Theory about late expansion of Finnic languages (I agree with this theory and it is also popular among modern Finnish linguists):

http://www.elisanet.fi/alkupera/Suomensynty.html

Proto-Finnic groups expanded towards the Baltic Sea late, encountering and assimilating earlier Indo-European populations in what is now Estonia and Latvia, and Uralic (Proto-Sami/Lapp) populations in what is now Finland. This explains why Estonians and Southern Finns have high % of Indo-European Corded Ware DNA. Ancient DNA studies so far confirm this theory, showing that N1c was not present in the Baltic States in the Bronze Age, and that Finland was inhabited by a Siberian-admixed Ancient Sami population before the arrival of Finns.

Map 1, Proto-Uralic homeland around year 2000 BC:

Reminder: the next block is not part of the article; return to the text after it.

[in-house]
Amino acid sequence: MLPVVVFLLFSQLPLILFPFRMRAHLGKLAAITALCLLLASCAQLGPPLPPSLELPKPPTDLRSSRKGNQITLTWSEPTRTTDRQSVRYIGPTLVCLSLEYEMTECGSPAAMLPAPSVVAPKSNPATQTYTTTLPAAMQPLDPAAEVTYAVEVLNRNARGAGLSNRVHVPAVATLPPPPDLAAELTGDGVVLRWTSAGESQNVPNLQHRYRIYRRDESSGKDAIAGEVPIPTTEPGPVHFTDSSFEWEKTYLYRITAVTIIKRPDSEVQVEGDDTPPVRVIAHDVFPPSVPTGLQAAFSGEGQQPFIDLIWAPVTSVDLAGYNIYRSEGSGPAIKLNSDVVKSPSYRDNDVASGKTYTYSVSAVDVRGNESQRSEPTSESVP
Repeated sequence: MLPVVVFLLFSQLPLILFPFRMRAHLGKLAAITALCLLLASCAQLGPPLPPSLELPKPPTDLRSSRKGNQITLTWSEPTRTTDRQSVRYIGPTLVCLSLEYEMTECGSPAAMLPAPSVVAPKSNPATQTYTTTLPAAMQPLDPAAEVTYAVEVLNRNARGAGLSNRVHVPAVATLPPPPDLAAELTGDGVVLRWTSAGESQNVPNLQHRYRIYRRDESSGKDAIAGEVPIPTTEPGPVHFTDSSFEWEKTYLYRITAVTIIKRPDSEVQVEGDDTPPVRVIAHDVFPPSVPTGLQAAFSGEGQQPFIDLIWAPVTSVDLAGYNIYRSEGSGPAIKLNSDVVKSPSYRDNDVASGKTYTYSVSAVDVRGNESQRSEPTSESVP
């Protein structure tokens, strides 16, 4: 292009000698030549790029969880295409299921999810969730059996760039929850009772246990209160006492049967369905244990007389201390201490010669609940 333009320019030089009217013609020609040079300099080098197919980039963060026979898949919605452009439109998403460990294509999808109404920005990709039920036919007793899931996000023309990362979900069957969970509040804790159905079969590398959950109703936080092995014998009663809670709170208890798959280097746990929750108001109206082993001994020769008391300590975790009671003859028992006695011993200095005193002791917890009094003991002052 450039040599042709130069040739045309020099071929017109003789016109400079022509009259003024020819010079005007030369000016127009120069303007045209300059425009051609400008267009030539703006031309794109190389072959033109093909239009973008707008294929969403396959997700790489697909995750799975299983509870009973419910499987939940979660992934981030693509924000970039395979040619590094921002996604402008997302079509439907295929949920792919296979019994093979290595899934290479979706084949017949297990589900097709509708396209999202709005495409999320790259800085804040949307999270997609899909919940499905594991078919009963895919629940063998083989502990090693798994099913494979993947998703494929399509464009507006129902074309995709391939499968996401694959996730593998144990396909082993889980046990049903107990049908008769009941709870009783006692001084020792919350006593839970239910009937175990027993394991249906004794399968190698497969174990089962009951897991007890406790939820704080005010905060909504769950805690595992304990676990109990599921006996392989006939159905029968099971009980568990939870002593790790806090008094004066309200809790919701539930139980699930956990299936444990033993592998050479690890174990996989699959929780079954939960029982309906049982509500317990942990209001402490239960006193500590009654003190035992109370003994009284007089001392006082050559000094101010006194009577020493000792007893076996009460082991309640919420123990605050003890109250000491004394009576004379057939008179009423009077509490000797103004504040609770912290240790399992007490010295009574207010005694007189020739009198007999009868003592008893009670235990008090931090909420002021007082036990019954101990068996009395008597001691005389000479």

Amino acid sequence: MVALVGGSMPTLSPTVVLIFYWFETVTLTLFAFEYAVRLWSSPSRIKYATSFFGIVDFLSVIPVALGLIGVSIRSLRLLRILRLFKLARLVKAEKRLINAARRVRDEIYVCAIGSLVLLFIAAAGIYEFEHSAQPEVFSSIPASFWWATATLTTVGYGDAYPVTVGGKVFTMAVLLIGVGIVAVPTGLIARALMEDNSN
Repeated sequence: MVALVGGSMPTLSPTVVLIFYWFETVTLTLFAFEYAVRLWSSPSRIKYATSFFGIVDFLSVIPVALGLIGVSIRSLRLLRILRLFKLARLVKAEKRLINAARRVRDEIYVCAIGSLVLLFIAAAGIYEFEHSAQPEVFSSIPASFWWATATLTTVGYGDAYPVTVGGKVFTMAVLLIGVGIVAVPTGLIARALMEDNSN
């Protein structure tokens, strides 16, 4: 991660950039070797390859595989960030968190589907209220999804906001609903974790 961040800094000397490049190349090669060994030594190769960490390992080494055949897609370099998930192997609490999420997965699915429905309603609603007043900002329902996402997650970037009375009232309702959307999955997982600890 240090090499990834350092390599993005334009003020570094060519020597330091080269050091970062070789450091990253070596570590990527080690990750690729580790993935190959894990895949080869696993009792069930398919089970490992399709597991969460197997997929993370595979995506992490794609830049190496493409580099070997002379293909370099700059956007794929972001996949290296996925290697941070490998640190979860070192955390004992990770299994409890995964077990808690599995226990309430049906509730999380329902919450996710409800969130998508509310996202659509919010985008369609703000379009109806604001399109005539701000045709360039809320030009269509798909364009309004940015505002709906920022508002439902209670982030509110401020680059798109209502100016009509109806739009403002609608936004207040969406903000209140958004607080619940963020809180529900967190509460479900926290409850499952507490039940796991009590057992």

http://www.elisanet.fi/alkupera/Suomi1.jpg

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Map 2, West Uralic language around year 1600 BC:

http://www.elisanet.fi/alkupera/Suomi2.jpg

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Map 3, Early Proto-Finnic language around 1200 BC:

http://www.elisanet.fi/alkupera/Suomi3.jpg

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Map 4, Middle Proto-Finnic language around 500 BC:

http://www.elisanet.fi/alkupera/Suomi4.jpg

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Map 5, Late Proto-Finnic language around 200 AD:

http://www.elisanet.fi/alkupera/Suomi6.jpg

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Map 6, Finnic languages around year 600 AD (Estonia was already Finnic, but Livonia in Northern Latvia not yet):

http://www.elisanet.fi/alkupera/Suomi7.jpg

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Map 7, Finnic languages around year 1000 AD (after expansion of Livonian Finnic languages to Northern Latvia):

http://www.elisanet.fi/alkupera/Suomi8.jpg

[spoiler][/spoiler]

Another map of migrations: http://i67.tinypic.com/1z1sjzm.png



And something about Uralic migrations based on ancient DNA:

https://eurogenes.blogspot.com/2018/...kers-work.html